Seventh plague: God’s big purpose (Exodus 9:13-35)

Open Exodus 9:13-35.

Hail falls from the heavens. Egypt’s proud rulers run for cover like everyone else. With lightening striking all around them, Egypt’s rulers are powerless before the one who reigns from heaven.

But God’s aim is not to strike Pharaoh dead:

Exodus 9:15-16 (NIV)
By now I could have stretched out my hand and struck you and your people with a plague that would have wiped you off the earth. But I have raised you up for this very purpose, that I might show you my power and that my name might be proclaimed in all the earth.

This is crucial. When human rulers conduct war, the goal is it overthrow their enemy. That’s not God’s goal. God authorized human rule: it’s always problematic, but it’s better than anarchy. God’s goal is to bring human rulers back under his reign, so they recognize their true sovereign. Peace comes to the nations only when they submit to their true sovereign.

God will make himself known through Israel, but he’s also making himself known through Pharaoh. Powers that resist his reign ultimately fail, and when they do they reveal his reign! In one of the most outlandish claims of YHWH as ruler of all history, God claims that he raised up the most powerful ruler of the ancient near east for this very purpose.

By resisting God, Pharaoh undermines his own authority. Moses said, “Storm’s coming! Everyone inside!” (9:18-19). Do Pharaoh’s servants believe YHWH and bring their workers in before the storm hits? Or do they trust Pharaoh’s protection and leave their workers and animals outside? (9:20-21)

When hail strikes, Pharaoh is humiliated. When YHWH’s people in Goshen are unscathed, Pharaoh’s humiliation is complete. All Egypt sees that YHWH looks after his people, while Pharaoh cannot. He’s shamed into a public admission that he was wrong to resist the great ruler:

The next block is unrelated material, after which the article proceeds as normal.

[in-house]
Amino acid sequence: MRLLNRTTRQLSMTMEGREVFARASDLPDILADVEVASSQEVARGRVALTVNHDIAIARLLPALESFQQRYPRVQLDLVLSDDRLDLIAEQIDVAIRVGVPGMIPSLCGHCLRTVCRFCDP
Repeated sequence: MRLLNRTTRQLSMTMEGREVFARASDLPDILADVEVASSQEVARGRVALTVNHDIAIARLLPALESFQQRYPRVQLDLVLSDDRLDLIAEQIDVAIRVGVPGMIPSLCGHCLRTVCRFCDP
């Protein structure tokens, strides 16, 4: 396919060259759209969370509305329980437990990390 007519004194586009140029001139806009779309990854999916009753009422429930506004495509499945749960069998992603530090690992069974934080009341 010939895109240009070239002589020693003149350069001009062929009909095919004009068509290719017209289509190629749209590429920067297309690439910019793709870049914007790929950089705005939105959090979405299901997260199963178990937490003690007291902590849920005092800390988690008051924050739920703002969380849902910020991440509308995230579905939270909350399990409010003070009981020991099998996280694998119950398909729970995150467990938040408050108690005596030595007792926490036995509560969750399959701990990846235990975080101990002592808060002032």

Exodus 9:27 (NIV)
Then Pharaoh summoned Moses and Aaron. “This time I have sinned,” he said to them. “The Lord is in the right, and I and my people are in the wrong.

Of course, Pharaoh reneges once the hail stops. Moses isn’t surprised: he knows human rulers are driven by self-interest:

Exodus 9:30
I know that you and your officials still do not fear the Lord God.”

What will it take to break the power of evil and prevent the rulers of this world usurping God’s authority?

That’s the question the whole Bible addresses. How will God’s reign be restored in a world under evil oppression? This is the story of the Red Sea, the story of Israel in Canaan, the story of Israel in exile and Israel under foreign rule.

The question of how God’s reign is restored over the earth comes into focus in a man standing before a Roman consul, accused of undermining Caesar’s authority by claiming to be the king of God’s people. Truth is, Jesus is king (John 18:37). He’s so sure of his divine appointment that he sees no need to kill Pilate to gain power. Resurrection vindicates him as earth’s ruler.

When you realize Scripture is this story of the kingdom of God, it’s no surprise that God’s purposes haven’t changed. The point God made when he raised up the unfaithful Pharaoh to reign over Egypt is the same point God made when he raised up his faithful son to as king over the whole world:

Exodus 9:16 (NIV)
But I have raised you up for this very purpose, that I might show you my power and that my name might be proclaimed in all the earth.

Does it strike you as odd that so many Scriptures sound like they’re fulfilled in Jesus? While the method by which Jesus was raised up to rule was so vastly different to Pharaoh, God’s goals have remained the same.

Everything God has been working towards — the restoration of his reign — is ultimately fulfilled in the one he has anointed as our king: Messiah Jesus.

Author: Allen Browne

Seeking to understand Jesus in the terms he chose to describe himself: son of man (his identity), and kingdom of God (his mission). Discipleship Trainer • Riverview Church

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